Bills get 'electric' during Selectmen meeting

West Point resident Joe Smith makes a point during Tuesday night's meting as Selectmen Leta Turner and Jasper Pittman, along with interim City Clerk Eddie Longstreet, listen.
By: 
STEVE ROGERS
Staff Writer

The arrival of high electric bills in West Point mailboxes turned an information session into a $100 million political tempest Tuesday night.

And two Tennessee Valley Authority reps took the brunt of it and kept on smiling.

David Sparks, one of the utility's Energy Right Solutions representatives, and Josh Wooten, its customer service director for the region, attended Tuesday night's Board of Selectmen meeting to explain energy-saving tips and remind the community about a planned power outage early Wednesday morning.

But having them on the agenda opened the flood gates, both for Selectmen and the community.

The discussion swung from education toward political when District 5 Selectman Jasper Pittman, who made utility bills a campaign issue when he won his seat last summer, asked the two men the dollar amount of the utility's "profit" each year.

"We don't carry a profit, we are not a for-profit utility," Sparks responded.

Pittman then asked about the annual 1.5 percent rate increases the TVA has imposed as part of a 10-year debt reduction plan.

Wooten explained that more than a decade ago, the utility's debt got "out of control" and the utility realized it made more sense to encourage conservation. At the same time, it had to reduce its debt if it ever hoped to have long-term rate efficiencies.

It instituted the 10-year plan of annual rate increases designated to pay down debt. Instead of taking 10 years, the plan is going to take seven and the utility is in its fifth year, Wooten said.

"With all due respect," Pittman started, reading from a December newspaper article that detailed end-of-the-year performance bonuses averaging more than $10,000 for more than 10,000 TVA employees.

"That's $100 million," Pittman said, following with a, "Wow!"

Sparks and Wooten were silent in a long pause as a few, "Amens" rippled through the crowd of about 70 people.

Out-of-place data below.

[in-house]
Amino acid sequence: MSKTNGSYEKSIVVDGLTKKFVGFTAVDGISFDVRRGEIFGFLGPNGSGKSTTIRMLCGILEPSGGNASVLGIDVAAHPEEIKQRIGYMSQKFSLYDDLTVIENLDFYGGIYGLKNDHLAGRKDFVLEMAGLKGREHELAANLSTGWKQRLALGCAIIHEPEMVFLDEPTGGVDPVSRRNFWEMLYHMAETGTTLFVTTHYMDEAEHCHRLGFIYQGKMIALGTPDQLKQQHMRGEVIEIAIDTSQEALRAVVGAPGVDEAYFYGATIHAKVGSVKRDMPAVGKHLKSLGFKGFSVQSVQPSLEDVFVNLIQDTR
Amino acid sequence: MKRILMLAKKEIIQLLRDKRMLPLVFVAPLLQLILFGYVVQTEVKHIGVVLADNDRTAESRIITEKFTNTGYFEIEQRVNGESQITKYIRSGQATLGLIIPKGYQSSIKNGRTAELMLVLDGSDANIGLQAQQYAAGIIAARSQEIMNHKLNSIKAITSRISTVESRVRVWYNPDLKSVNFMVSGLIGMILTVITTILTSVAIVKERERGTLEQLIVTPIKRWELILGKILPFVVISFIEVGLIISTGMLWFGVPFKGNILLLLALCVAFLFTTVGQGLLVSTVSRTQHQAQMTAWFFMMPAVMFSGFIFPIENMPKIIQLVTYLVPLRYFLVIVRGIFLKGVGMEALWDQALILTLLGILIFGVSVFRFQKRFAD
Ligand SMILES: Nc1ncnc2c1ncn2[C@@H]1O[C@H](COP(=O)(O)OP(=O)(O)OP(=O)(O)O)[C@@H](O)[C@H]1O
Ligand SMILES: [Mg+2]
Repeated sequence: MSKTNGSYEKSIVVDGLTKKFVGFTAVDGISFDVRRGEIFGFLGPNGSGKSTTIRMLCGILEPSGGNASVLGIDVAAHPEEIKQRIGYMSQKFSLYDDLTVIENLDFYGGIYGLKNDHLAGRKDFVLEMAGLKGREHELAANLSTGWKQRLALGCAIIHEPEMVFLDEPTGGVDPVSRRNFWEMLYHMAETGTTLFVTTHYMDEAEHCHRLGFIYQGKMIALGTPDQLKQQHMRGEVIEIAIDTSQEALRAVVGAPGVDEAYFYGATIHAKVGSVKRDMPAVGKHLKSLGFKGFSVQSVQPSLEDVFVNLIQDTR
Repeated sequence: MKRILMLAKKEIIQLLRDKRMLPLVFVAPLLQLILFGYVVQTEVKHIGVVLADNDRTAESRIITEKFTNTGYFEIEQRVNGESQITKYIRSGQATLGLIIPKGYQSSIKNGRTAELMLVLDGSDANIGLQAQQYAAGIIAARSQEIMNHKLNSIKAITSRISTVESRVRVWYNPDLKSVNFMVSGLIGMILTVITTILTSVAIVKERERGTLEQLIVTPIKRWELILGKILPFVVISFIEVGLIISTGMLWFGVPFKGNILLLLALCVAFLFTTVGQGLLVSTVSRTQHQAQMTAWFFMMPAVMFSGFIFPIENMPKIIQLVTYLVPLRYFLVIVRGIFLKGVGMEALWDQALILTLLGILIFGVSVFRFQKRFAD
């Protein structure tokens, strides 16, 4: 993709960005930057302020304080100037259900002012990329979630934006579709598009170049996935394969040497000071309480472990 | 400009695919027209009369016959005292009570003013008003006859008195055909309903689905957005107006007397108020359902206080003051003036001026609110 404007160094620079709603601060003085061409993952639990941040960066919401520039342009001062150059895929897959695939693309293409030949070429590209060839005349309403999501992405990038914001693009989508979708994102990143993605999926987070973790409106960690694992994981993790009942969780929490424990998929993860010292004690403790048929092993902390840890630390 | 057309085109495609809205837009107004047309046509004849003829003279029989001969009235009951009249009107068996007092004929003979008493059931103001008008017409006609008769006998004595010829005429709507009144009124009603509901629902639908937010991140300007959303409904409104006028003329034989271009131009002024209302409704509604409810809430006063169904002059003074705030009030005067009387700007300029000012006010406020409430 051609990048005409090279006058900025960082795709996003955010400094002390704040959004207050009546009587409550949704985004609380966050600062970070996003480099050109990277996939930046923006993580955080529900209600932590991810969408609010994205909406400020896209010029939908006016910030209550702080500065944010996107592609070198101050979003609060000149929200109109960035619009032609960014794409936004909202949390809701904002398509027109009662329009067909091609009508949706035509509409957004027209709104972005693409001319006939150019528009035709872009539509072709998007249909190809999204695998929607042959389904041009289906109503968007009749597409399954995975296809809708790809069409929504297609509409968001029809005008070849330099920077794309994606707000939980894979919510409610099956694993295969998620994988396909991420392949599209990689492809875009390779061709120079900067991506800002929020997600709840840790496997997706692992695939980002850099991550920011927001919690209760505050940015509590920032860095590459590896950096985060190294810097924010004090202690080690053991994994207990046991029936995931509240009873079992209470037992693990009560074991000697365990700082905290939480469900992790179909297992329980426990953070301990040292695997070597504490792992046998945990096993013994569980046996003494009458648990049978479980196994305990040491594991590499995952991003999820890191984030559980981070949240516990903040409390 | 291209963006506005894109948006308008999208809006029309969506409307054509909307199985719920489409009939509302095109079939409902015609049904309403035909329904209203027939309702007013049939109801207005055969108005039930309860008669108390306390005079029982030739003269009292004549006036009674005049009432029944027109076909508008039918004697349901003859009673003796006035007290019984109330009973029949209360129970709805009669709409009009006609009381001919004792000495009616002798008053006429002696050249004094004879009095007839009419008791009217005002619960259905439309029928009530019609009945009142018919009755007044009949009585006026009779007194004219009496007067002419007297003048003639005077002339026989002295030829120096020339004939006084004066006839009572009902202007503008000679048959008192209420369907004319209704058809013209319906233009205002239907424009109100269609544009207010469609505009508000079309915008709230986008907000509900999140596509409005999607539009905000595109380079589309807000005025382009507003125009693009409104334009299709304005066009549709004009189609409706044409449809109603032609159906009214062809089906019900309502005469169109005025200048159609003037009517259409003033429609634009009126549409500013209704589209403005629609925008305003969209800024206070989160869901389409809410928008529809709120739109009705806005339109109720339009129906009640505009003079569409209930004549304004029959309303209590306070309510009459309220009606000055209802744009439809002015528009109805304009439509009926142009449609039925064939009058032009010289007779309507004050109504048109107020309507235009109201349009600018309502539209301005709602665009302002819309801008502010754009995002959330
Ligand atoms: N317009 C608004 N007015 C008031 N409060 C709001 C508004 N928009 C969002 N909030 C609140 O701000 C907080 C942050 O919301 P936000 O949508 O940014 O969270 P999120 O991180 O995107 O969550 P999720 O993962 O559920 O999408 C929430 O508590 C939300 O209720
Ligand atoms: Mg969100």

"You all raised the rates, the seasonal rate and fuel adjustment...don't you think that $100 million would have been enough to cover that fuel," Pittman added, seizing the moment.

Wooten and Sparks defended the payments, saying they are part of keeping salaries low and goal-oriented. The performance bonuses help keep the utility competitive with the private sector. The lower turnover helps keep costs down, Wooten explained, noting the utility has slashed 2,000 jobs in recent years as part of more than $800 million in cost reductions.

They noted the utility's 1.5 percent rate increase this year is far lower than 8 and 10 percent increases by the two other providers serving the state. In addition, the TVA;s residential rates are in the lowest 31 percent in the country and improving while its industrial rates are in the lowest 15 percent and improving. 

When Pittman brought up the county's high unemployment rate, Sparks and Wooten noted the utility's role in bringing economic opportunity to the region, including Yokohama, and the entire nine-state area, including the 4,000-job Toyota-Mazda plant in Huntsville, Alabama.

"When will light bills start going down? Is it February or March," someone yelled from the audience.

"It will depend on the weather and your thermostat," came the response.

During public recognition, West Point resident Joe Smith said his electric bill had gone from $129 to $200 and he'd heard of bills up to $1,000.

"We know what time of day it is," Smith said, lamenting the financial burden the high bills were putting on some residents and the perception among a few people that officials are insensitive. "Y'all campaigned in the park about how y'all were going to keep the bills down."

Resident Susan Lippincott, a 1989 West Point High grad who recently returned to the community and bought a house, took a different approach, saying she was "saddened" by some of the attitudes.

"Let's look for solutions, not who we can blame," she said. "Don't say the mayor should pay it because he's not going to.

"We have to understand that we have to be responsible. I made the bill, I have to pay," she continued, noting how she turns down her thermostat, wears sweaters at home and wraps in blankets when the temperatures drop like they did in January.

"Stop blaming everyone and try to do your best," she admonished the crowd.

Mayor Robbie Robinson reminded the audience West Point Light and Water will work with customers and will check for meter errors. He also reiterated the programs outlined by Sparks and Wooten, including a $75 home energy audit that will list every possible energy-conservation option for a home. The TVA will pay half the first $500 in improvements.

The utility also has free surveys that property owners can do themselves and a free $40 energy-saving kit.

"The cheapest energy we have is the energy we don't have to produce. That benefits everyone," Sparks said.

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